Woodman v Photo Trade Processing Ltd
Woodman v Photo Trade Processing Ltd (1981) 131 NLJ 933 is an English contract law case concerning unfair contract terms.
|Woodman v Photo Trade Processing Ltd|
|Court||Exeter County Court|
|Citation(s)||(1981) (Unreported, Exeter County Court), Lawson (1981) 131 NLJ 933, 935|
A photograph developing shop, Photo Trade Processing Ltd, lost some snaps from a wedding. Its standard contract clause excluded liability for damages which exceeded the cost of the material itself.
Clarke J held that the photo shop was liable to Woodman for the loss of the photographs, because other alternative sources of supply were not shown to be available nearby and the photo shop had not offered a service without the exclusion clause under the Unfair Contract Terms Act 1977 sections 2(2) or 3. Other ways that the customer's needs could be met were still relevant for this service contract through the reasonableness test under Schedule 2, even though its listing in Schedule 2 on the Act's strict wording, are only relevant for supply of goods (sections 6 and 7). The Code of Practice agreed between the OFT and the Photographic Industry envisaged a two tiered service. And because the defendants did not provide a two-tiered service, one low risk higher fee and one high risk lower fee, they had not discharged their burden to persuade him the clause was reasonable.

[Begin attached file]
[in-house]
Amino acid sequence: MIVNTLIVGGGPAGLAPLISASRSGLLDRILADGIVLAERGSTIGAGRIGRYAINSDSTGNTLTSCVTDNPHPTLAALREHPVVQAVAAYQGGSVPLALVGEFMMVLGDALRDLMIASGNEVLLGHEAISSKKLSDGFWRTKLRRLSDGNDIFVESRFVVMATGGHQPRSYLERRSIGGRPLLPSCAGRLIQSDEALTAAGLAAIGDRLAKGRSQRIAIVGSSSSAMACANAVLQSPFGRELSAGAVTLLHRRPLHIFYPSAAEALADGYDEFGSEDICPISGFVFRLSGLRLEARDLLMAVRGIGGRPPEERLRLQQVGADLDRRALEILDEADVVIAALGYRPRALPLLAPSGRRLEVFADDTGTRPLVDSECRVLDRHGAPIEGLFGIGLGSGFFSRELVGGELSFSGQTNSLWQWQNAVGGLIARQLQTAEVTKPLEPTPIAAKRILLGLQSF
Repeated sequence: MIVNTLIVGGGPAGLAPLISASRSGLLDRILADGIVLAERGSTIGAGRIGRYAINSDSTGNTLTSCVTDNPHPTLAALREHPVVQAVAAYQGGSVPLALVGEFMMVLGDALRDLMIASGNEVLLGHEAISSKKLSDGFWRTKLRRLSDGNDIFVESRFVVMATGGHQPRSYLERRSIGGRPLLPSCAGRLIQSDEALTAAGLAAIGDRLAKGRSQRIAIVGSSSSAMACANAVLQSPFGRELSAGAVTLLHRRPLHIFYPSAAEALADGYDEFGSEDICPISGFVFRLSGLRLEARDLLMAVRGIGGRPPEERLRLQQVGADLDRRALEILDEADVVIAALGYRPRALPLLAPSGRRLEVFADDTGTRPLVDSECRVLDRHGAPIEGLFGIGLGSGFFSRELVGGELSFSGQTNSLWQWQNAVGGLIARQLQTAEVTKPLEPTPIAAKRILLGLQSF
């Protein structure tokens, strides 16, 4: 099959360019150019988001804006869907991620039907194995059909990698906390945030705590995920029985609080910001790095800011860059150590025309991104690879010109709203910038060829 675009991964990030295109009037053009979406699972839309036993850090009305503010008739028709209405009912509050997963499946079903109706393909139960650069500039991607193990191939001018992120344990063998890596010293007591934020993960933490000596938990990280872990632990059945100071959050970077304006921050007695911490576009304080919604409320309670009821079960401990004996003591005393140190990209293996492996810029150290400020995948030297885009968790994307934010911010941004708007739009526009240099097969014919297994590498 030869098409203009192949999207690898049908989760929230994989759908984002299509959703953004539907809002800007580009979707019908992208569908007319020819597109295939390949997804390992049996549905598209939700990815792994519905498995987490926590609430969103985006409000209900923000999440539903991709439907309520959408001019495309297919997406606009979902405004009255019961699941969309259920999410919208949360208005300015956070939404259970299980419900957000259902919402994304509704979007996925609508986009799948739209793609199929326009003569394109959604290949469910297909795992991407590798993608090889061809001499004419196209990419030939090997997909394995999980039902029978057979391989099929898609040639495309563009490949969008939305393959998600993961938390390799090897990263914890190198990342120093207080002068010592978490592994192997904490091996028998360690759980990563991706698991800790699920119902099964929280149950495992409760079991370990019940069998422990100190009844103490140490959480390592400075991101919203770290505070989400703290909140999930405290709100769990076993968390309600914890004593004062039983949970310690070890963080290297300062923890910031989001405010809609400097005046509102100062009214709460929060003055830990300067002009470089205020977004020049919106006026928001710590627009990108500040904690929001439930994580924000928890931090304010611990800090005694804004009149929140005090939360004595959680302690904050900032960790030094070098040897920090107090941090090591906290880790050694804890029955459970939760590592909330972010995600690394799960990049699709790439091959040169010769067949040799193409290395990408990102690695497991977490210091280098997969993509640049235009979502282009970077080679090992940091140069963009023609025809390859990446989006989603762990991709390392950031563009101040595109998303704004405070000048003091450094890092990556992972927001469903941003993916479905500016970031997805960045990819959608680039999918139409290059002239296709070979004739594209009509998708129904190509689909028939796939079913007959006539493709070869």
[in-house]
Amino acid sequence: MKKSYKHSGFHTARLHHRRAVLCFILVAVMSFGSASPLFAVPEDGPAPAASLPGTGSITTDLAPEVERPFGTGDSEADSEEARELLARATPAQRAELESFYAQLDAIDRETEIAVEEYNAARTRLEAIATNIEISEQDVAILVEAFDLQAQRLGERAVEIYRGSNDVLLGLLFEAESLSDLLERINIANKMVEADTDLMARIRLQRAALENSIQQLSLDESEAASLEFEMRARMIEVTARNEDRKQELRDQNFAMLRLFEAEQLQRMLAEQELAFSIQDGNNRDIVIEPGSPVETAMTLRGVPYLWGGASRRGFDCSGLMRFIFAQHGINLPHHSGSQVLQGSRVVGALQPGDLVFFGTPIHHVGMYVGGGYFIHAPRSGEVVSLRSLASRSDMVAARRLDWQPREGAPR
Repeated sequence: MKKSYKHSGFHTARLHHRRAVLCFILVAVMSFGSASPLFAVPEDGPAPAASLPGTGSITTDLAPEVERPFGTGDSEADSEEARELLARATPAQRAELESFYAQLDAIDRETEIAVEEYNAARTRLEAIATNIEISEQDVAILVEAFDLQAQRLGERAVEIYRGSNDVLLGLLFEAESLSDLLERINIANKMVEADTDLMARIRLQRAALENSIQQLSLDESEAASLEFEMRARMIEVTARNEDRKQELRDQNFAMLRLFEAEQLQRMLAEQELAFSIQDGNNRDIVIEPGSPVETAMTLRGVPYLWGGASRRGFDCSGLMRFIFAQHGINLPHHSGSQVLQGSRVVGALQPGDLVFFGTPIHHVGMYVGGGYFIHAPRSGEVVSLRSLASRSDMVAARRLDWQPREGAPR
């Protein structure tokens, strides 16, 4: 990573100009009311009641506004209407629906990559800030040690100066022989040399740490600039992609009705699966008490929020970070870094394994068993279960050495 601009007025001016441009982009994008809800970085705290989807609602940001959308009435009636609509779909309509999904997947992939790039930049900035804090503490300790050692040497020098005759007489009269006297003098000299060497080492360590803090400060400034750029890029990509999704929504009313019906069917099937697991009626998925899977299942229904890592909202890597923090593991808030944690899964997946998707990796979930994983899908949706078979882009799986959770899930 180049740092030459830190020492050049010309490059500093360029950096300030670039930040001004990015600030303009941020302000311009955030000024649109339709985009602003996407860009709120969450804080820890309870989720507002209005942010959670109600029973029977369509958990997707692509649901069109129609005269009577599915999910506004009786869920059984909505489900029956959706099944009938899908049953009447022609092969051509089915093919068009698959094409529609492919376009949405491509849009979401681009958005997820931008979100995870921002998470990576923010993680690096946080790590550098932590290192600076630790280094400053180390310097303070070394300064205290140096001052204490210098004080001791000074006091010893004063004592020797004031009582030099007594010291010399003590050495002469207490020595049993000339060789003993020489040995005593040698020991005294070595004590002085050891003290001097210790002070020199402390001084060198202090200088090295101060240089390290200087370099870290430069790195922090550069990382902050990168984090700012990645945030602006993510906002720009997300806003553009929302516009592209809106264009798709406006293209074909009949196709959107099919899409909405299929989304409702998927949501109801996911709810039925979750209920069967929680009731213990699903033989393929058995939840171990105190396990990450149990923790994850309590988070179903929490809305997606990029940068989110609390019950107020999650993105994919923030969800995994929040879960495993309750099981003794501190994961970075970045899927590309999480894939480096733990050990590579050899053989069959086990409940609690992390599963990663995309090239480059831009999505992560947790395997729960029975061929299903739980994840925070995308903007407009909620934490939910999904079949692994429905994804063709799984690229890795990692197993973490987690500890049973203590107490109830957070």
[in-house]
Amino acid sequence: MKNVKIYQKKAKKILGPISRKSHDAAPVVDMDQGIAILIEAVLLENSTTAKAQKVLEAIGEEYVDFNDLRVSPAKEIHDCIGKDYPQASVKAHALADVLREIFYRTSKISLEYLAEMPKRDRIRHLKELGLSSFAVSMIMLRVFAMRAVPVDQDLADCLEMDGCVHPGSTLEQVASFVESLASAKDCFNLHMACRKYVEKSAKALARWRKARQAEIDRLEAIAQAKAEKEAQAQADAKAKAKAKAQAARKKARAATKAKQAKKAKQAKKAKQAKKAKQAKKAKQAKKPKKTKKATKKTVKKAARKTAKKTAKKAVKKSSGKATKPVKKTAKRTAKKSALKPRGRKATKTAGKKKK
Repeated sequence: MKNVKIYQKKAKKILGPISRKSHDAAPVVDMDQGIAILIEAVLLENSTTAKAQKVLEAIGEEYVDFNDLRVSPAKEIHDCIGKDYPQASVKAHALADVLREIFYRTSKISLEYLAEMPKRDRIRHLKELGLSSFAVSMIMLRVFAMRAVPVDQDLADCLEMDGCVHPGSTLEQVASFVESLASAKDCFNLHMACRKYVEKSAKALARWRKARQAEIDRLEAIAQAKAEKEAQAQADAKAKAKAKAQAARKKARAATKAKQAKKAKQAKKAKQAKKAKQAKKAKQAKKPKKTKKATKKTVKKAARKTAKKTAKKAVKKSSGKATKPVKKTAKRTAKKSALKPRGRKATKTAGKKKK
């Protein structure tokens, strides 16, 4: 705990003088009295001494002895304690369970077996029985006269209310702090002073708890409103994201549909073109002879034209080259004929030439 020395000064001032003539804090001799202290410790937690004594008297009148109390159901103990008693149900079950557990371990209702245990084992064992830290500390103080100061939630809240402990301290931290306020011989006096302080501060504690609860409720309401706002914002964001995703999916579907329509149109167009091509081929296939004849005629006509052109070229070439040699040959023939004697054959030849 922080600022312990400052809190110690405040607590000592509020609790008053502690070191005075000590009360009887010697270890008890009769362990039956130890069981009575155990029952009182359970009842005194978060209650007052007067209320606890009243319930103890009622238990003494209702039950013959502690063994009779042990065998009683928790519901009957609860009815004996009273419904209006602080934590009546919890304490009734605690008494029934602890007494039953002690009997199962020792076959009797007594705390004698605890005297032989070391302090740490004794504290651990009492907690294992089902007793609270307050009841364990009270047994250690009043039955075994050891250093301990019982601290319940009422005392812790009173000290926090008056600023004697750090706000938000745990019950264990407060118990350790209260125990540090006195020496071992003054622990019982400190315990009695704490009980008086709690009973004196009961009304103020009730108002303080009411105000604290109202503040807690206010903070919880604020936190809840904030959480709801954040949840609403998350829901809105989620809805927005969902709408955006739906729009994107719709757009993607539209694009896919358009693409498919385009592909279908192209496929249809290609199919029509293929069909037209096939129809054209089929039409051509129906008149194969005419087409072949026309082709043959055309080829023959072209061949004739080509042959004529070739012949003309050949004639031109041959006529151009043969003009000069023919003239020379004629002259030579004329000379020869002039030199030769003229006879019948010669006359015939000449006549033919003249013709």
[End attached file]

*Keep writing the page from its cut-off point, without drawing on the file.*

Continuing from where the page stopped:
In the course of his judgment he referred to Peek v North Staffordshire Rly Co where under the Railway and Canal Traffic Act 1854 liability exclusion clauses were permitted that were ‘just and reasonable’. The clause excluded liability for loss to fragile goods unless they were declared insured according to value. Six to five, the Lords ruled that the clause was invalid because liability for mistake as well as negligence was excluded, the railway had a monopoly so customers had only the company's terms, and only ‘exorbitant’ insurance was available.
- (1863) 10 HLCas 473, 493